Can You Spot Modern Slavery?

Modern Slavery

Many believe slavery to be a thing of the past, yet it still exists today in many forms throughout modern society. By definition, modern slavery is the exploitation of other people for personal or commercial gain. Even in countries like the UK, modern slavery is a prevalent issue because it can be hidden or misunderstood by businesses and workers alike.

Modern Slavery Act 2015

To combat modern slavery, the UK government introduced the Modern Slavery Act 2015 to clamp down on the rising cases of modern slavery across Great Britain and Northern Ireland. The law simplified and consolidated all offences into a single act, which made it easier to identify and prosecute those who exploited others.

“The Modern Slavery Act will give law enforcement the tools to fight modern slavery, ensure perpetrators can receive suitably severe punishments for these appalling crimes and enhance support and protection for victims. It received Royal Assent on Thursday 26 March 2015”


After the act was introduced, an independent anti-slavery commissioner was created to improve coordination and response. It also enhanced the ability of the courts so they could put restrictions on individuals to protect people from the harm caused by modern slavery offences. A duty was also placed on the Secretary of State to produce statutory guidance on victim services and identification, so those who suffered had more support from the government.

Law enforcement was given the ability to stop boats suspected of human trafficking and slavery. Businesses of a certain size were also required to disclose what actions they take each year to ensure there is no modern slavery in their business or supply network. This meant that companies had to check that the products supplied to them weren’t a result of slavery.

Penalties for Modern Slavery

What happens if you get caught?

  1. A person guilty of an offence under section 1 or 2 is liable—
    a) on conviction on indictment, to imprisonment for life;
    b) on summary conviction, to imprisonment for a term not exceeding 12 months or a fine or both.
  2. A person guilty of an offence under section 4 is liable (unless subsection (3) applies)—
    a) on conviction on indictment, to imprisonment for a term not exceeding 10 years;
    b) on summary conviction, to imprisonment for a term not exceeding 12 months or a fine or both.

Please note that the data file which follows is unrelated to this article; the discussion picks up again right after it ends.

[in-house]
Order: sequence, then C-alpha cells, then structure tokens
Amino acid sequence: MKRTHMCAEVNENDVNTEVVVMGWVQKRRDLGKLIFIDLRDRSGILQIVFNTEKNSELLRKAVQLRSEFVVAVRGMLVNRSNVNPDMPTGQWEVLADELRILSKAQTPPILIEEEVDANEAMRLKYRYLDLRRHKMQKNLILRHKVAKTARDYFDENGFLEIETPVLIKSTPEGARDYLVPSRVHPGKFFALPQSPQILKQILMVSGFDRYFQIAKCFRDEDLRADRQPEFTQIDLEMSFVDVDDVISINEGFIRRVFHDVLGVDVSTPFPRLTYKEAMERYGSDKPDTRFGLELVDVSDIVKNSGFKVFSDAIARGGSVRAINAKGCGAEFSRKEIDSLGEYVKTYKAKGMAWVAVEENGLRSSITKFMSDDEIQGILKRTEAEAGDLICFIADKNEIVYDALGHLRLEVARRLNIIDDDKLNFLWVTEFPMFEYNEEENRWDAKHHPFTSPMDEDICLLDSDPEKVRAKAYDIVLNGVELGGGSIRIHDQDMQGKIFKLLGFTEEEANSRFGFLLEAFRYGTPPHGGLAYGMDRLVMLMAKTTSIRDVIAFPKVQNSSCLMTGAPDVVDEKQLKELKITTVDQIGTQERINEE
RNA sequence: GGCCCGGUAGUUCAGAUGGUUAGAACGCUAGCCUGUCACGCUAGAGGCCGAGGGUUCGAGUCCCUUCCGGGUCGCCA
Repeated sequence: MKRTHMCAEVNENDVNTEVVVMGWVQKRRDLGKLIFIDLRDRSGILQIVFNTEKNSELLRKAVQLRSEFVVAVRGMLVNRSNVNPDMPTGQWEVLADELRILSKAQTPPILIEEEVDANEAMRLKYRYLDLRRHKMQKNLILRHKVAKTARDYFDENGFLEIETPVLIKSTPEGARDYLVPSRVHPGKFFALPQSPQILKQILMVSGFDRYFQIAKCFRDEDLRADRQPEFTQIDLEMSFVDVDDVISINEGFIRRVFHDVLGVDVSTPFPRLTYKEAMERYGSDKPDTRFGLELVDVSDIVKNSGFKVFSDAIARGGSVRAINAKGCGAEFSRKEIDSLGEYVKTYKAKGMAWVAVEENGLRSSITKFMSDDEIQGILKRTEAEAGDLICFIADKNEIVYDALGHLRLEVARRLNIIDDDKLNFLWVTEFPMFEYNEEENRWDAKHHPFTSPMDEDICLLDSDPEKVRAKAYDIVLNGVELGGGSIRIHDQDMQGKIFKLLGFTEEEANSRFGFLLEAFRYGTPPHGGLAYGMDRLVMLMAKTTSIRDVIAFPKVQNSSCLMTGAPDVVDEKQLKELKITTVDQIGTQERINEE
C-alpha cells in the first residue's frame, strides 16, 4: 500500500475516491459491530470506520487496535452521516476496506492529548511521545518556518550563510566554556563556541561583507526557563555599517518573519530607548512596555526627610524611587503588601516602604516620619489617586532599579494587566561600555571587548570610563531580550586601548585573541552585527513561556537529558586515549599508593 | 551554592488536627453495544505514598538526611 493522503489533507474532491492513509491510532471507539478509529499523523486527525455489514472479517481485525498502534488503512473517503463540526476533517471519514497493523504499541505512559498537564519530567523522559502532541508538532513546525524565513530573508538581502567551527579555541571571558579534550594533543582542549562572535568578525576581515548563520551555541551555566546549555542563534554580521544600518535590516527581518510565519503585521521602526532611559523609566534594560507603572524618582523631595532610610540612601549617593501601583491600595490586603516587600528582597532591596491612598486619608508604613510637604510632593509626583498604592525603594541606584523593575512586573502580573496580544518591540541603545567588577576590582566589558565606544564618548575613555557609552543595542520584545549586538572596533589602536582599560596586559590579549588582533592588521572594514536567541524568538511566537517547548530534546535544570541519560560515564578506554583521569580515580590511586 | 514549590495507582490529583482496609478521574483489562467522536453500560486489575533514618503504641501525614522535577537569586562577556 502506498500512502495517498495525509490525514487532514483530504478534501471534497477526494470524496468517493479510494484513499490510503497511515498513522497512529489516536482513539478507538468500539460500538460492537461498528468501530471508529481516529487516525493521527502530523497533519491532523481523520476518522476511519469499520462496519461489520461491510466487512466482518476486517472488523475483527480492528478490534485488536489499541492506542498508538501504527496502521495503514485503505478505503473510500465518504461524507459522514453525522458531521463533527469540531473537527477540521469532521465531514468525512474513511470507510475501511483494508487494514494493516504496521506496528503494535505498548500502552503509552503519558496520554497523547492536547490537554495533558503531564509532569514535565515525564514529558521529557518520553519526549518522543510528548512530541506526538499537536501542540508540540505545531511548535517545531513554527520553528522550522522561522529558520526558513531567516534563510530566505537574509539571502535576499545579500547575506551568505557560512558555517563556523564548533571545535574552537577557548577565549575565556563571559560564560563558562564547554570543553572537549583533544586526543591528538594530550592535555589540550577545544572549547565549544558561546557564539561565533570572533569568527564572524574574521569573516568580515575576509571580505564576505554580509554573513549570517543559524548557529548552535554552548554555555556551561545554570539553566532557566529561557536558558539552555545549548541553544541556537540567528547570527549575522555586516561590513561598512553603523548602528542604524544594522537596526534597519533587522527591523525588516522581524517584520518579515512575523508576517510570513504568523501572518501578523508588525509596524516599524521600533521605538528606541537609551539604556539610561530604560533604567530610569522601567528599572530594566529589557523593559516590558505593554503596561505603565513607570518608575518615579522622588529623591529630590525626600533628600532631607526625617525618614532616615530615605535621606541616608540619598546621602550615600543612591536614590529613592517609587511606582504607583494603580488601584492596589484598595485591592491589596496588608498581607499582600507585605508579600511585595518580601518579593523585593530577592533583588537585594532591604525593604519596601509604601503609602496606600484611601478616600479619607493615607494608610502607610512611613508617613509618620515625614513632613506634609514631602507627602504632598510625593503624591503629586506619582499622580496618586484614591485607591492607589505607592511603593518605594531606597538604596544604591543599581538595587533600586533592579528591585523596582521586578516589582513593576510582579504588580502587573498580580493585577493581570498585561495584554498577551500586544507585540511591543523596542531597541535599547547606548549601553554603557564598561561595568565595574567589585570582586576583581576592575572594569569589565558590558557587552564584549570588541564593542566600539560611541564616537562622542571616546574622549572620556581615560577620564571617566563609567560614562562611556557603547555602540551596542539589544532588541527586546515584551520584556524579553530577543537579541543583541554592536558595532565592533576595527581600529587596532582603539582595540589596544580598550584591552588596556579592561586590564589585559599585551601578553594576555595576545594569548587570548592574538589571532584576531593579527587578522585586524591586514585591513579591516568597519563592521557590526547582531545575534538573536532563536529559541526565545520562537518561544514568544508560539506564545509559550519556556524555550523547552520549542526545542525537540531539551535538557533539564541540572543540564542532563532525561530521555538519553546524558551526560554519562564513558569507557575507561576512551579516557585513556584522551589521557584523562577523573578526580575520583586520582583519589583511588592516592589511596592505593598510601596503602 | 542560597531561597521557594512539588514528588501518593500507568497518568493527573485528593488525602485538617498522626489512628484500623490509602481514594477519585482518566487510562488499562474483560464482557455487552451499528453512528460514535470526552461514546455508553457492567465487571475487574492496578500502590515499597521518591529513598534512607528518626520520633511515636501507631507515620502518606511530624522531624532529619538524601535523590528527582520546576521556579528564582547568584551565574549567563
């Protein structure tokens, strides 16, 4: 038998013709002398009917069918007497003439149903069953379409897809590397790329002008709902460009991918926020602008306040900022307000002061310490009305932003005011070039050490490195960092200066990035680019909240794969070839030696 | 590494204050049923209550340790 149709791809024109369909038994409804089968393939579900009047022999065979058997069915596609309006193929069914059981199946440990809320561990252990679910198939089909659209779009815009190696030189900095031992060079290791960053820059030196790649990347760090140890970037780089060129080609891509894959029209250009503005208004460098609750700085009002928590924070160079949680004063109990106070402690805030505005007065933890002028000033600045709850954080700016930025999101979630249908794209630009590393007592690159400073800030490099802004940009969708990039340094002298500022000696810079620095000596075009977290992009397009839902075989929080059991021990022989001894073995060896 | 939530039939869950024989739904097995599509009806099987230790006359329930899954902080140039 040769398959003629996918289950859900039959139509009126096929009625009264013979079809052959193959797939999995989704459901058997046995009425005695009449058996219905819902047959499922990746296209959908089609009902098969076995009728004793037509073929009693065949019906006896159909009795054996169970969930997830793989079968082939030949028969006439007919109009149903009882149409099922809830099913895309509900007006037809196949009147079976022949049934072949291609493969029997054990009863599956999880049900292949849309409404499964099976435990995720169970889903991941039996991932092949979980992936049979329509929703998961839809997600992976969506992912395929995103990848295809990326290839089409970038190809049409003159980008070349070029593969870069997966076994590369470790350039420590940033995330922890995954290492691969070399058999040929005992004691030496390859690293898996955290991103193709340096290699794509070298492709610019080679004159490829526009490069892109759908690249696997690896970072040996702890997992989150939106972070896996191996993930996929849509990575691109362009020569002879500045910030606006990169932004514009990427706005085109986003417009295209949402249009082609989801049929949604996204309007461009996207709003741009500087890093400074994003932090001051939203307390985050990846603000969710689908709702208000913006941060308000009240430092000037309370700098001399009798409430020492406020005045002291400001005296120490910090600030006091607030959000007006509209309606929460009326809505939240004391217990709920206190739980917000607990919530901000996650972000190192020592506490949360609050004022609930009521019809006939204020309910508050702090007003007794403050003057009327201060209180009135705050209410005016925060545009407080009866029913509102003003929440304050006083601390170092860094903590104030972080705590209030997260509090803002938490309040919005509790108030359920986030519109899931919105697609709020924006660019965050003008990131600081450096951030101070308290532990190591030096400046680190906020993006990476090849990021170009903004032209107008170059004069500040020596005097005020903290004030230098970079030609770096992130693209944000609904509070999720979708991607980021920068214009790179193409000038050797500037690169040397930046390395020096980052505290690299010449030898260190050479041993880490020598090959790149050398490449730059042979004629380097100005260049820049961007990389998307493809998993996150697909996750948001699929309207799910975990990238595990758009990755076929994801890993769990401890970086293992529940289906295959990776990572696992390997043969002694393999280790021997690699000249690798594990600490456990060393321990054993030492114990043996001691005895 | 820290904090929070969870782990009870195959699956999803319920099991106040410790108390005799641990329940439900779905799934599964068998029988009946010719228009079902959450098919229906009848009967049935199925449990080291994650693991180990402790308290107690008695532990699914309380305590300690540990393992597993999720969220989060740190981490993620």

3. Where the offence under section 4 is committed by kidnapping or false imprisonment, a person guilty of that offence is liable, on conviction on indictment, to imprisonment for life.
  4. In relation to an offence committed before section 154(1) of the Criminal Justice Act 2003 comes into force, the references in subsections (1)(b) and (2)(b) to 12 months are to be read as references to 6 months.

Corporate Responsibility

Corporate responsibility (CR) and business sustainability address the ethics of an organisation‘s activities and how it operates in a way that is viable over the long term. These two factors are linked because a business that damages the systems it depends on is unsustainable in the long term. Corporate responsibility starts by recognising the organisation’s activities have an impact on the environment, society and the economy.

There are four main groups of responsibility:

  • Community – focusing on how the organisation’s activities positively or negatively affect the general public.
  • Employees or labour – focusing on the rights and well-being of employees and other workers.
  • Environment – from recycling materials to the whole carbon footprint of the organisation.
  • Market Place – including issues such as fair trading, corporate taxes and anti-bribery.

Modern Slavery Case Study

Modern slavery is still happening in the UK today, despite us living in an economically developed nation. See the diagram below for a case study dating from 2017, and what happened as a result:

Modern Slavery Case Study

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GOV.UK (2014). Modern Slavery Act 2015. [online] GOV.UK. Available at: